Genetic Technologies Limited v. Bristol-Myers Squibb Company, 1-12-cv-00394 (DED August 3, 2012, Order) (MDL Panel).

Monday, August 6, 2012

Twombly and Iqbal Do Not Require Disregard Of Allegations Based On “Information and Belief”

The court denied in part defendant's motion to dismiss for failure to state a claim based on plaintiff's use of the phrase, "information and belief." "Defendant mischaracterizes plaintiff’s burden to plead facts under [Bell Atlantic Corp. v. Twombly, 550 U.S. 544 (2007)] and [Ashcroft v. Iqbal, 556 U.S. 662 (2009)]. The mere fact that a plaintiff uses the language 'information and belief' does not make an allegation conclusory but, instead, the Court must consider the content of the allegation itself. . . . The Court will consider the substance of plaintiff’s allegations, rather than their form, in determining if plaintiff has stated a valid patent infringement claim, and the Court will not automatically disregard allegations based on 'information and belief.'”

ArCzar, LLC v. Navico, Inc., 4-11-cv-00805 (OKND August 2, 2012, Order) (Eagan, J.).

Pro Se Prosecution No Defense to Application of Prosecution History Estoppel

The court granted plaintiff's motion for summary judgment of no infringement under the doctrine of equivalents of defendant's tuner patent. Prosecution history estoppel precluded application of the doctrine of equivalents even though the inventor prosecuted his application pro se and, defendant argued, did not understand the effect of his amendments. "The horizontal and vertical range limitations were originally included as dependent claims; in response to prior art objections, [the inventor] added a new revised independent claim that included those limitations, and cancelled the broader independent claim he had originally proposed. . . . [Defendant] cites no authority for the proposition that a patentee acting pro se can escape estoppel where others could not, and the court declines to adopt such a broad rule in the absence of controlling precedent."

Maury Microwave, Inc. v. Focus Microwaves, Inc., 2-10-cv-03902 (CACD July 30, 2012, Order) (Morrow, J.).

Thursday, August 2, 2012

Pattern of Filing Infringement Suits and Offering to Settle for Less Than Defense Costs Did Not Render Case Exceptional Warranting Attorneys’ Fees

The court denied defendant's motion for attorneys' fees under 35 U.S.C. § 285 following summary judgment and rejected defendant's argument that the litigation was unjustified. "[Defendant] argues that bad faith is apparent based on the pattern of suits against many defendants followed by settlement demands that were below the cost of a typical defense. . . . The fact that the patent has been enforced against several other entities that settled does not place this in . . .[the] realm of the behavior [addressed in Eon-Net LP v. Flagstar Bancorp, 653 F.3d 1314, 1327 (Fed. Cir. 2011)]. The court there found that it was not bad faith for a patentee to 'vigorously enforce its patent rights or offer standard licensing terms.' However, in light of already finding that the claim construction position taken by the patentee was objectively baseless, the court found that by offering to settle for orders of magnitude less than litigation defense costs, bad faith could be inferred. Here the disparity between the settlement offer and fees being sought is smaller, and the Court is not presented with the same extensive alternate grounds to find the case exceptional. Perhaps, in light of an extremely objectively baseless position, these facts could support bad faith under Eon-Net. However, as detailed below, the Court finds the position was not objectively baseless."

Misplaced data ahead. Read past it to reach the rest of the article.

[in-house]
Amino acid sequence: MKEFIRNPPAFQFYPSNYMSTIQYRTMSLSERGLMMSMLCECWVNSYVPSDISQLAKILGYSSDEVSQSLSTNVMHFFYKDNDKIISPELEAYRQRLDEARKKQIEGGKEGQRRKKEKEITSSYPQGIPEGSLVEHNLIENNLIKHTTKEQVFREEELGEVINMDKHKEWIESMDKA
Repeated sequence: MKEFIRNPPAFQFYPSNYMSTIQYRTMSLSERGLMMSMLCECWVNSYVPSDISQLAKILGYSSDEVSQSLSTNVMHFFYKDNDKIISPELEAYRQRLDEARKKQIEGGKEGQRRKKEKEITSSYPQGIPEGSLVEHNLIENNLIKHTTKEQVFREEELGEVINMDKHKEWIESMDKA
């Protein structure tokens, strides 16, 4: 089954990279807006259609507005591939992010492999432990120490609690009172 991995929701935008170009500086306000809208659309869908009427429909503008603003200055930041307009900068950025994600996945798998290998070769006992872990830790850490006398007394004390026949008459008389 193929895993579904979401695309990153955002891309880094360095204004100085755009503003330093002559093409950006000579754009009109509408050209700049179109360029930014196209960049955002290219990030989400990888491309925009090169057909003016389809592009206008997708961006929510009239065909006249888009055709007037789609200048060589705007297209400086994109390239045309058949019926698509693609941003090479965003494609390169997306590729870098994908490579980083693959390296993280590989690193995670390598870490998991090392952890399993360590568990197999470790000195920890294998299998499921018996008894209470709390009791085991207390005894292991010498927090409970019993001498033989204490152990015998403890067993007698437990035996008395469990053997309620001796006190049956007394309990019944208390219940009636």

Network Signatures Inc. v. State Farm Mutual Automobile Insurance Company, 8-11-cv-00982 (CACD July 30, 2012, Order) (Selna, J.).

Wednesday, August 1, 2012

“Hypothetical” or “Theoretical” Infringement Unproven in “Real-World Implementation” Insufficient to Support Infringement of Method Claim

The court granted in part defendant's motion for summary judgment of noninfringement of plaintiff's encryption patent where an accused encryption protocol only theoretically infringed. "[E]ven if the Plaintiff could produce evidence to demonstrate that TKIP, in certain random implementations, would result in blocks of uniform equal length, that capability alone would not be sufficient for a finding of infringement, at least as to the methods claims. . . . [T]he question is whether [defendant] can be held liable because [its encryption protocol] may hypothetically result in identical length blocks, although the Plaintiff has been unable to demonstrate at this stage of the litigation that real-world implementations of the protocol can infringe. . . . [Defendant] has not provided evidence that [its encryption ] is incapable of resulting in equal block length, only that it is 'theoretical' and presumably, highly unlikely. Nevertheless, the Defendant has shown that the evidence fails to establish a material issue of fact essential to the patentee’s case. . . . This is not to say that in every instance of patent infringement, the patentee must necessarily demonstrate specific instances of infringement. What the Court finds here is that [plaintiff] has failed to even satisfy the minimal burden that [defendant's encryption] is in reality capable of meeting the 'blocks' limitation. Thus, [plaintiff] has failed to establish a genuine issue of material fact regarding literal infringement with regard to [defendant's encryption]."

Paone v. Microsoft Corporation, 2-07-cv-02973 (NYED July 30, 2012, Order) (Spatt, J.).